While no parent can guarantee that their child won’t be involved in an automobile accident, they can guarantee that their child is properly restrained. For younger children, it's as simple as making sure they are using car seats and booster seats until they are big enough for seat belts to fit properly. For older children, it's important for parents to set a good example and make sure they are wearing their seat belt so that even when they are not travelling with you, teenagers will remember to wear one. In making child car safety a priority, parents are responsibly helping keep their children as safe as possible in the event of a motor vehicle accident.


Using the proper restraints can reduce the risk of death or injury to children, in the event of a car accident. If you or a loved one have been injured in an automobile accident, call The Michigan Law Firm, PLLC at 844.4MI.FIRM for a free consultation. Our attorneys are experienced in handling all types of automobile accident cases, especially those involving children. Our car accident lawyers understand that while car crashes can be confusing enough for adults, they can especially take a toll on children. 

Are Rear-Facing Car Seats Safe for Infants?

Flint Car Accident Lawyer

On May 16th, 2017, a vehicle was rear-ended on East Stewart Avenue in Flint, Michigan. As reported by MLive, in the vehicle was an 8 month year old infant, who sadly died after suffering critical injuries in the accident. Micah Kent, the young infant, was reportedly in critical condition and was rushed to the Hurley Medical Center, however, the injuries he sustained proved fatal. The vehicle carrying the baby was a 1997 Mercury Sable, and it had been hit from behind by a man driving a 2002 Saturn SL2. Police have reported that they believe the driver was under the influence of drugs and alcohol during the crash. It was not stated how the baby was riding in the vehicle or if a car seat was used.

Stories like this are heartbreaking. Infants are highly susceptible to injuries from car crashes because their spines are still developing and their heads are still large relative to their bodies. A baby’s neck and spine are not strong enough to sustain the force of a car accident without the proper protection of a car seat. Child car safety experts tell parents to always make sure a car seat is rear-facing for infants under the age of two. That is, the car seat is facing the backside of the vehicle.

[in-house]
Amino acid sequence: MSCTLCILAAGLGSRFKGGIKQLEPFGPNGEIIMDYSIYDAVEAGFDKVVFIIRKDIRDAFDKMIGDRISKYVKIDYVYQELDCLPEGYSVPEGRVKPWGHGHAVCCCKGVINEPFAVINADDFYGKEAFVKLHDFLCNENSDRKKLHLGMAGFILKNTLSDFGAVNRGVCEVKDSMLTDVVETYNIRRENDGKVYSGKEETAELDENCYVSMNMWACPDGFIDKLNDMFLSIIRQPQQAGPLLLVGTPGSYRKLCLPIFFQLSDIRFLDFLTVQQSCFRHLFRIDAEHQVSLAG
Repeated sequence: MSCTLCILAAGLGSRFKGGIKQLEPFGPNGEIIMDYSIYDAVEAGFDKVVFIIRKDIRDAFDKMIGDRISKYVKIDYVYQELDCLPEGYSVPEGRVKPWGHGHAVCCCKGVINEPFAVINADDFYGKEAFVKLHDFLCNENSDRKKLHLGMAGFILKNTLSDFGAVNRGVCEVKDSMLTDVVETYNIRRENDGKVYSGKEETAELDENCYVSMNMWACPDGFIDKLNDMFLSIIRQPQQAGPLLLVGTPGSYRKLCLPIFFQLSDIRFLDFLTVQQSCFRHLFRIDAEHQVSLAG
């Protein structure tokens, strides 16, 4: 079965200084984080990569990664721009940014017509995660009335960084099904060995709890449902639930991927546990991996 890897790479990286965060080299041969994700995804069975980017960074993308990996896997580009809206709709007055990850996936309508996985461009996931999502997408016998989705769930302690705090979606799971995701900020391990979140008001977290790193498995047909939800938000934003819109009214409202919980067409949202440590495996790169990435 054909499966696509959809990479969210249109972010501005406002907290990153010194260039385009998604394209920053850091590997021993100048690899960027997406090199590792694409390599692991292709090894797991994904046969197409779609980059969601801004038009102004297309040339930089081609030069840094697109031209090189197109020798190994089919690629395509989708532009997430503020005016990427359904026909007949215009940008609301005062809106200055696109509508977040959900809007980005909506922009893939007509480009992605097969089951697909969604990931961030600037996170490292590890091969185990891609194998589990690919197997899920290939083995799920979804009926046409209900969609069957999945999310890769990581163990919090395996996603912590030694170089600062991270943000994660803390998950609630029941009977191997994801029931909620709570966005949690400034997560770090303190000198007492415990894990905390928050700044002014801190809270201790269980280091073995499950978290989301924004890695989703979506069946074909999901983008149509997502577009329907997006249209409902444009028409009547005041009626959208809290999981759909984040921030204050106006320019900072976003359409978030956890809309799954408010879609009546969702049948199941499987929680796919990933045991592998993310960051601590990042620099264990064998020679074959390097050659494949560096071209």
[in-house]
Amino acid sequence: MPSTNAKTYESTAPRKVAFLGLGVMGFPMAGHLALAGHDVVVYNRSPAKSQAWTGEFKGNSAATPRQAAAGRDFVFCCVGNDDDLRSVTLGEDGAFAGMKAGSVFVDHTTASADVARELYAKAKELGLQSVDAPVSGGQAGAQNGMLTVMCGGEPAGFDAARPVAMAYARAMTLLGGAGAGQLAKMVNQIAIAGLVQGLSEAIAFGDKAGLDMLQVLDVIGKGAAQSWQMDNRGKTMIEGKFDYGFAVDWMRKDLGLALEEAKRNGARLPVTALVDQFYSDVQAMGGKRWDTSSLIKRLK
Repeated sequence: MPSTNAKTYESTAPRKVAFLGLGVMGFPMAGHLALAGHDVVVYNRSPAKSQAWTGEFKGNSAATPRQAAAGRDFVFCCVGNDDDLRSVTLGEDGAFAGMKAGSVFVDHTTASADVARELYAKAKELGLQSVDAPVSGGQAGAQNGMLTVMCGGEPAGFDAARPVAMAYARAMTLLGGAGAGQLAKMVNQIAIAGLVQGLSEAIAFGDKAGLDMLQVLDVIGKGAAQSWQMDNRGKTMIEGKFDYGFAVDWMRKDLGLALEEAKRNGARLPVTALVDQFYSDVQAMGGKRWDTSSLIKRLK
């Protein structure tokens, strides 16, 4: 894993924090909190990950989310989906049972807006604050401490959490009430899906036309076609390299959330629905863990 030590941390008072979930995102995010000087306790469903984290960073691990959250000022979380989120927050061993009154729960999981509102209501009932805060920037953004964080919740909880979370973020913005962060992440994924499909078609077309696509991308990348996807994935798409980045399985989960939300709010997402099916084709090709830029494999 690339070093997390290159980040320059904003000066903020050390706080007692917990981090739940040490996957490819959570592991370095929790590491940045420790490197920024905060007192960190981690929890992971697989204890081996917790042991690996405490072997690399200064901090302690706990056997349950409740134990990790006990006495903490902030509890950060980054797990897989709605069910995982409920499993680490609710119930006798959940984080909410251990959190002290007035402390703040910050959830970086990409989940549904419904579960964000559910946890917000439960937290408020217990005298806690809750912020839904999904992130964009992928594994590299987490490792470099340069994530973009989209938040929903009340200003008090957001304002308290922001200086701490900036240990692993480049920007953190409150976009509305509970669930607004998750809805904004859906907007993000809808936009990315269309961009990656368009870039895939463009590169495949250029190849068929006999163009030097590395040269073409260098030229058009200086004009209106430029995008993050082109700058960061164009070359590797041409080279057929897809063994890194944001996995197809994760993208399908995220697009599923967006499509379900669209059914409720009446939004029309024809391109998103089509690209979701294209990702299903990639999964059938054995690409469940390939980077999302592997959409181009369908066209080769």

The Issue With Rear-Facing Car Seats

Child Car Safety Lawyer

Child car safety experts tell parents to face car seats toward the back of the vehicle because an impact to the front of the car is the most common type of car crash in America. Per The Washington Post, of the infants under the age of one killed in collisions between 2005 and 2009, one third were involved in frontal or offset crashes while only 15% were killed in rear-end crashes. Facing a car seat to the back of the vehicle can keep the baby’s neck and spine straight while the car seat eliminates whiplash from the crash.

Again however, this safety measure is intended to protect babies from crashes to the front of the vehicle. As evidenced from the tragic story above, babies can face severe risks from rear-end collisions as well. The issue is that car seat manufacturers tend to read statistics like the ones given by The Washington Post and focus on creating safety measures for frontal crashes because they are the most common. As a result, they overlook the risks associated with infants in rear-end collisions. 

Flint Car Collision